But England as a nation soon tired of Puritan domination and in 1660 the son of Charles returned to rule England and Scotland as Charles II; he claimed to be in the eleventh year of his reign.
The Restoration of Charles II in 1660 marked the commencement of the Covenanter Period proper. The fair promises contained in the Declaration of Breda in 1659 were virtually annulled by the astute Edward Hyde (Lord Clarendon), now acting as the lord chancellor of England, who contrived the inclusion of a qualification in each royal concession, to the effect that the king would agree to whatsoever Parliament proposed on each point of the Declaration.
In this fashion Charles could make pretence of yielding to Parliament's desires while making sure, in the devious ways open to his ministers, that those desires were to all intents and purposes his own.
The massacre of the MacDonald's of Glencoe is one of the most notorious acts of infamy in Scottish history and is remembered even now with bitter distaste by many of that clan.
In 1691 all Highland Clan Chiefs were required to swear and sign an oath of loyalty to the new, protestant King William III by no later than 1 January 1692. The Clan chiefs, believing discretion to be the better part of valour, practically queued to sign the oath by the appointed time.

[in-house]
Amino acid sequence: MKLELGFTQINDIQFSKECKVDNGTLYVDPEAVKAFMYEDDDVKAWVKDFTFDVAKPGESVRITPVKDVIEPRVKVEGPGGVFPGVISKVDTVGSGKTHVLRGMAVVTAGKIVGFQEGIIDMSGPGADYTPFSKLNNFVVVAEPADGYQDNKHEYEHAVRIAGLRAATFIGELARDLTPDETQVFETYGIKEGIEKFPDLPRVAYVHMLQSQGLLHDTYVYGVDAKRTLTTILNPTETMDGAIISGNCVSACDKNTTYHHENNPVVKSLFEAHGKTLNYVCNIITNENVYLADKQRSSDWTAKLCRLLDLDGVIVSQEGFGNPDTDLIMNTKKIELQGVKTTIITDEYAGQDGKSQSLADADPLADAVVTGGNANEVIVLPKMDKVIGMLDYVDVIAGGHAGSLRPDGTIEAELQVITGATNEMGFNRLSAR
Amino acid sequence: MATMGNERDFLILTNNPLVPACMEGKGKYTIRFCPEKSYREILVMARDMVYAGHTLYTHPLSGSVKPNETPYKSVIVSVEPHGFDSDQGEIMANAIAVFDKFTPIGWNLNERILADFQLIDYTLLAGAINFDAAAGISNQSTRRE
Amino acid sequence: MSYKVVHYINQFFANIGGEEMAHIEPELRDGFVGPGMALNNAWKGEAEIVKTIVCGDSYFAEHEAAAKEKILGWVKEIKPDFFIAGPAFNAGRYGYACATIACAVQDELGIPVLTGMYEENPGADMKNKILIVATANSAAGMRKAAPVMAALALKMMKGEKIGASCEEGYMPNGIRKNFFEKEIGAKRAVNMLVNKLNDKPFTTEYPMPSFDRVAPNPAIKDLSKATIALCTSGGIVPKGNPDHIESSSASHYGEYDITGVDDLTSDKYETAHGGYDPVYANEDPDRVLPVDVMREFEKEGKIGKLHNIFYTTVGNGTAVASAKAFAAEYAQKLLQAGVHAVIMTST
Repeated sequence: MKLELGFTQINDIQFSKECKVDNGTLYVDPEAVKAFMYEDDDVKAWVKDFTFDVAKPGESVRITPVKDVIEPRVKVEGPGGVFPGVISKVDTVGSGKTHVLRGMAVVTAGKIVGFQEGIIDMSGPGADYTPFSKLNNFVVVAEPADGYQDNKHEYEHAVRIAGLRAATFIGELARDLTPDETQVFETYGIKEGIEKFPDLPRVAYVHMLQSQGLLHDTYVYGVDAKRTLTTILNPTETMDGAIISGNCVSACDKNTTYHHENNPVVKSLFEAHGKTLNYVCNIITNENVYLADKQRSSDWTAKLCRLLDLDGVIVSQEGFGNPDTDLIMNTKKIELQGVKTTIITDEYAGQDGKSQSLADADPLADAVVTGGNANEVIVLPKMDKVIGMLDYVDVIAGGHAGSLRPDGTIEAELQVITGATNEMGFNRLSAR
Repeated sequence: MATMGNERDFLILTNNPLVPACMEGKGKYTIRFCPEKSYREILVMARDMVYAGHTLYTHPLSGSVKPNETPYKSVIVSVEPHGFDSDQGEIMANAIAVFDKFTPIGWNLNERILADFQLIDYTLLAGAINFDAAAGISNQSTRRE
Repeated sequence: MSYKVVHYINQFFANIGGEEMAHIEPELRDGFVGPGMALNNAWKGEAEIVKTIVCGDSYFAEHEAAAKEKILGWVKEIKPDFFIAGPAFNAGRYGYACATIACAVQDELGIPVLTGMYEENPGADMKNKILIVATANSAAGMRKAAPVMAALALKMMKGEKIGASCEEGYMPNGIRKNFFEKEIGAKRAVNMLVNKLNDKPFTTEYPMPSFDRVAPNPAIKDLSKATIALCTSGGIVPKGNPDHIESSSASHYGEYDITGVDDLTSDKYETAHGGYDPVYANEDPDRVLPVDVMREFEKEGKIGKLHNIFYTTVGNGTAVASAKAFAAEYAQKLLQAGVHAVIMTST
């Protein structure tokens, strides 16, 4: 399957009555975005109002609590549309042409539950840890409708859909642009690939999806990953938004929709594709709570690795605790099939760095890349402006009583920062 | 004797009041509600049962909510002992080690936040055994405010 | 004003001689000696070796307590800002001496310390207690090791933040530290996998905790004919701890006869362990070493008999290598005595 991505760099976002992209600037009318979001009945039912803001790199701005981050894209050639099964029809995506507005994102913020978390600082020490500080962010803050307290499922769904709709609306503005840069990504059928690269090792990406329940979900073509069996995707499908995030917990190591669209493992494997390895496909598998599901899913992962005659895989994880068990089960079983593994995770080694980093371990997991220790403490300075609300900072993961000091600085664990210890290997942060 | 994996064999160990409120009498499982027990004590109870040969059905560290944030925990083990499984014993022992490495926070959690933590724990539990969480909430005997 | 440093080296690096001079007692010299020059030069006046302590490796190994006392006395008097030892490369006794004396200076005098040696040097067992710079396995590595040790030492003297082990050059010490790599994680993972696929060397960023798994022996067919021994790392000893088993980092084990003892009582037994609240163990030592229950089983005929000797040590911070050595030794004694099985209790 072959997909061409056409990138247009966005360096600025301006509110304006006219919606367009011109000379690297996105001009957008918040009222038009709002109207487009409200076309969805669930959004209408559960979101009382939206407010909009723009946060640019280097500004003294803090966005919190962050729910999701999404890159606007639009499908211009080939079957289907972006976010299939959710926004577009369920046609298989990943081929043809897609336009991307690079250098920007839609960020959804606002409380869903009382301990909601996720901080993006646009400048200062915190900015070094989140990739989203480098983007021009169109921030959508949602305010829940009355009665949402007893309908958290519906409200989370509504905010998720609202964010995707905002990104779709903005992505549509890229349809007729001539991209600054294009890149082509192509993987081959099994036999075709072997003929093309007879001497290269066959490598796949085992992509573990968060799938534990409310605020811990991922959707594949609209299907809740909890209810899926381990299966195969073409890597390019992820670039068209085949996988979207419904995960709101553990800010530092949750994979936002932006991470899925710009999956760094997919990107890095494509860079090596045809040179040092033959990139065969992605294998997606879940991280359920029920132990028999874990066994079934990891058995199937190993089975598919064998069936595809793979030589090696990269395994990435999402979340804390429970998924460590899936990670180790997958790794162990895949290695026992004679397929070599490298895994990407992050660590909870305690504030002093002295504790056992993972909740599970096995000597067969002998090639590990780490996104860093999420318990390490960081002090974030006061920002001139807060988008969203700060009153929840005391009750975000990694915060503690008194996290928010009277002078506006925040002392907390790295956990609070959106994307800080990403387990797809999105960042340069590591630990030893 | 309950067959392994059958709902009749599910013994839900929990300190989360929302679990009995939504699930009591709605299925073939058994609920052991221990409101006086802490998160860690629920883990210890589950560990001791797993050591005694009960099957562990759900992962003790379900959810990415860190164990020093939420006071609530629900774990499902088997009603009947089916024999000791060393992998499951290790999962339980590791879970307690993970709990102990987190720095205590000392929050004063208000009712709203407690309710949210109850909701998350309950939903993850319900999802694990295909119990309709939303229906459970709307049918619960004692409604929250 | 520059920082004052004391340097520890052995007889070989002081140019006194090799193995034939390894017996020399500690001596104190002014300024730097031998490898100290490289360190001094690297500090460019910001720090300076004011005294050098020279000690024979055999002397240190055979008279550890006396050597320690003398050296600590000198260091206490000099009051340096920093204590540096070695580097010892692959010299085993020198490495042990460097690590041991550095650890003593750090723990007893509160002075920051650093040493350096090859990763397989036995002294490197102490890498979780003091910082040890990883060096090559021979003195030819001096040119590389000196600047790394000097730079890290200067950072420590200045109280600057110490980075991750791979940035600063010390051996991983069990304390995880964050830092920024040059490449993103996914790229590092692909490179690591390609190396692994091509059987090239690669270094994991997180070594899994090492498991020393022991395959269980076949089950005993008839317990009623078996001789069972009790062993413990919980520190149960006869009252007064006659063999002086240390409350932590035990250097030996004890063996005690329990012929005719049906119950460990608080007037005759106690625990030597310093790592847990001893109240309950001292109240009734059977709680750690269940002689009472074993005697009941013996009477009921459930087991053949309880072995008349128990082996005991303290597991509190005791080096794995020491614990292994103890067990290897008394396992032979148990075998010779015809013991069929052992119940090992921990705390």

One who failed to do so was MacIain of Glencoe, the elderly head of a small branch of MacDonalds.
The plan was devised by no less a person than the Secretary of State for Scotland, John Dalrymple of Stair, who, to cover himself no doubt, secured the King's signature for it.
On the 1st February a division of troops from the Earl of Argyll's regiment arrived in Glencoe under the command of Captain Robert Campbell of Glenlyon. The Campbells had been the hereditary enemies of the MacDonalds for centuries, but in spite of this the Highland tradition of refusing no visitor hospitality was upheld and the Campbell troops were invited into MacDonald homes where they were given food, drink and quarters.